One of the more egregious dramatic sureties is the wordless response. You can set your watch by it. It happens at the end of the scene — and every seasoned captioner has an intuitive feel for the length and scope of a segment, whether it’s reality, game show, sitcom, informational or anything. Many a time I have transcribed, transcribed, transcribed, paused, played, transcribed, transcribed, transcribed, and based on the weight of a line, gone straight to fast-forward, and indeed, as guessed, hit the black bumper.

The line could be anything. It might be:



Then there is the pensive reaction shot, which takes no caption.

Closed captioning, a.k.a. CC. Through no fault of this service — which is valuable to many — CC comes to mean, to me:

Cookie Cutter.

Can’t Comprehend.

Clouded Creativity.

Possibly the Last Subhead

I put in three years before moving on to a job in publishing. Three years of 40-hour weeks, sometimes more. That’s 6,200 hours of TV watching. More than is advisable, I’m sure. My dramatic sensibility was jaded. What had become of my prose style? I think at this time there wasn’t such a thing, despite the training I received in grad school and was still paying for. And then once I was done Caption Writing, I was off TV for good.

Fast-forward out of myth and biblical times, right over The Enlightenment, to these here present (looking around) still rather Biblical-seeming times, and now here’s the scene at many a café gab session, dinner party, or lunch with colleagues.

Colleague/Friend: “Have you seen Breaking Bad?”

Me, wincingly, because the conversation never ends well: “No.”

I don’t use the phrase “I don’t watch TV anymore” anymore. A few years out of my captioning job, I re-activated my bookish life. I got a job as an editor on dayshift, back in the world of black-on-white, plain prose for paper publications, feeling sane, etc., I did watch all seasons of Lost over the course of a year, just after the final season concluded. Watched every one while standing on an elliptical machine in a basement. The same with The Wire. Enjoyed them both, as silly as Lost often was.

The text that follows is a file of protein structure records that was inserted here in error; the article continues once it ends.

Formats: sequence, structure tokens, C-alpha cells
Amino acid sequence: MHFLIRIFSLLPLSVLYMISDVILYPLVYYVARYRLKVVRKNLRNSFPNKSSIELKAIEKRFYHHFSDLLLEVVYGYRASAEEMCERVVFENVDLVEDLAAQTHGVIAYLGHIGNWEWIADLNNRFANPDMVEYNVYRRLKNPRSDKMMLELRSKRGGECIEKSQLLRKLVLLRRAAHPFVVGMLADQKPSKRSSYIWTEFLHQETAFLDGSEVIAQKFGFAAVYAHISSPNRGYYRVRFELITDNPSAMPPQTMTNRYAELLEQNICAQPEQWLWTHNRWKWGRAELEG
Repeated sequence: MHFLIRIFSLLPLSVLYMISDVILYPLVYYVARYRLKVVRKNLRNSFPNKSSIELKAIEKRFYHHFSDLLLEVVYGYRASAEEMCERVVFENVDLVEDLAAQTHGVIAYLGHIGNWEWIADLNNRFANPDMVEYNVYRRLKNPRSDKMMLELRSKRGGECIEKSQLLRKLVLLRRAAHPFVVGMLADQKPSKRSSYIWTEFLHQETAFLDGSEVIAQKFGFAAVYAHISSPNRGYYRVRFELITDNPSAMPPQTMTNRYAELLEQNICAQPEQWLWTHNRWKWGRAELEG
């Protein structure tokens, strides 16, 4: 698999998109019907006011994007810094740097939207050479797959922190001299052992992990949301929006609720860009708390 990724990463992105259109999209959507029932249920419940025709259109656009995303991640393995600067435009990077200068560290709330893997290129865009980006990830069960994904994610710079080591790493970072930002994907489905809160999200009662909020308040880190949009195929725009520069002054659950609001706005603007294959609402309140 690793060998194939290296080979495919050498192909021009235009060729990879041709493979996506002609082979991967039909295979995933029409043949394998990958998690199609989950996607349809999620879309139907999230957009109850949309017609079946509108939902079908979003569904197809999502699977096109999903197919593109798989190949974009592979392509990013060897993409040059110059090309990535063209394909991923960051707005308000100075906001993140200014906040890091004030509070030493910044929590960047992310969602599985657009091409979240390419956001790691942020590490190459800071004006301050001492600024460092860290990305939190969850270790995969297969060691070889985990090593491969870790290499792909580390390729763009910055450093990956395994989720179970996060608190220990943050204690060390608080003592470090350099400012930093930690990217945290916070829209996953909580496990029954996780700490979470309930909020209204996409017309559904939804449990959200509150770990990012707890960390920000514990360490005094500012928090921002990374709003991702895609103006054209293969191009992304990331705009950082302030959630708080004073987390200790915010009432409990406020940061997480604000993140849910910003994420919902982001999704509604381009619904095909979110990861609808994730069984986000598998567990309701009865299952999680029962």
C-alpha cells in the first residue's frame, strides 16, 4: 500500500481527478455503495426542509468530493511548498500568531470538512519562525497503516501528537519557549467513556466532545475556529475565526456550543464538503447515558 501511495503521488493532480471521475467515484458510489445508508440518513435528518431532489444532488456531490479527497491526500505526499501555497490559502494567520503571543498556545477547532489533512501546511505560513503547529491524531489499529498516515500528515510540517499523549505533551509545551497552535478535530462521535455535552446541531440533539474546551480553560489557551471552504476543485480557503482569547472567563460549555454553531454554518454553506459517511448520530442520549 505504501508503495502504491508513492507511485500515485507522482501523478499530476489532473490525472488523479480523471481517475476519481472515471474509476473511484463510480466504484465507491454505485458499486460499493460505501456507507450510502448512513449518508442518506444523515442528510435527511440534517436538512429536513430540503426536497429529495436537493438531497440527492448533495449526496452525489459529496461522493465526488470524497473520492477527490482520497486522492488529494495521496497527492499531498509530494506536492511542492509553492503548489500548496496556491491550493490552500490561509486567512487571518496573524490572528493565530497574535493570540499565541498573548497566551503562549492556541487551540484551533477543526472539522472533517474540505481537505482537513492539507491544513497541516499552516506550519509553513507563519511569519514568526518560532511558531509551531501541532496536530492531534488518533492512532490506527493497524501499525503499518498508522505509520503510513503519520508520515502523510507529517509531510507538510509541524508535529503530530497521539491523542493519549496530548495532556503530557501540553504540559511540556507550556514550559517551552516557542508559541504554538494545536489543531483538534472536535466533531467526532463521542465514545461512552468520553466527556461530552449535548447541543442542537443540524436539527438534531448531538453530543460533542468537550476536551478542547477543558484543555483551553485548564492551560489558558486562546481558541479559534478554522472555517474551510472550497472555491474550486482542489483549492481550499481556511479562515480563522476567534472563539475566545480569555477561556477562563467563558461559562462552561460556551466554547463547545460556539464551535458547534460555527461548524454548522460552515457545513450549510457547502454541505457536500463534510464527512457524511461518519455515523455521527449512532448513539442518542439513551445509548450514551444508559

Since then, it’s: tennis matches (torrent’d), and the occasional film with my eternal love Theresa. We both, in fact, do quite well in a TV-minimal world. This does not make us superior, it just makes us like-minded. When I need an uproarious laugh, I watch old episodes of Mr. Show. (A footnote to TV history is that Odenkirk/Cross=comic genius.)

And meanwhile, here in the Dark Ages, a recent trip to “Barnes Ampersand Noble,” as I call it, revealed an escapist literature section and a featured magazine that contained nothing but essays on TV. At checkout, The New Yorker magazine’s “The Television Issue.”

There you have the titular phrase — and no, it offers no sight of breasts.

Also meanwhile, online I observe the general abandonment of punctuational norms even on mainstream sites, an abandonment made in seeming earnest — like people in the biz don’t intend to return to the tiresome business of clear expression. I would contend that mine is not a “get off my lawn” stance either; it’s much sadder than that; and scarier when you consider the apparent trickle-up effect from culture into the electorate.

The language is degenerating. But I’m not saying TV has single-handedly eroded literacy. Maybe TV to language…

Yes, thank you. Maybe it’s a bit like the role of cow farts in global warming: It may not be doing the most damage, but it doesn’t help.

But it doesn’t matter. Socially, if you say you don’t watch TV, it sounds like a policy. It sounds like you’re being — as I regret to say they put it now — “judgy.”

Have I been diplomatic in my every response? No.

Once, a few months ago, someone started the question, “Did you see — “

And I jumped in with a too-hasty, “No.”

In my defense, I knew what the answer was going to be. Because I have not seen: Parks and Rec, The Office, Breaking Bad, Community, Battlestar Gallacita, Boardwalk Empire, The Sopranos, Mad Men, Six Feet Under, Game of Throne, Veep, Girls. And many others. All of them.

But there’s sometimes no way to deliver this explanation that isn’t divisive. That’s no conclusion at all, as you can see. But my only point in all this was precisely to say that not everything is black and white. Or white on black. With some things, you have to read between the lines. Something we’re less and less and less and less and less and less and less and less and less.

Unpause. Bang on keyboard. Mash with fists.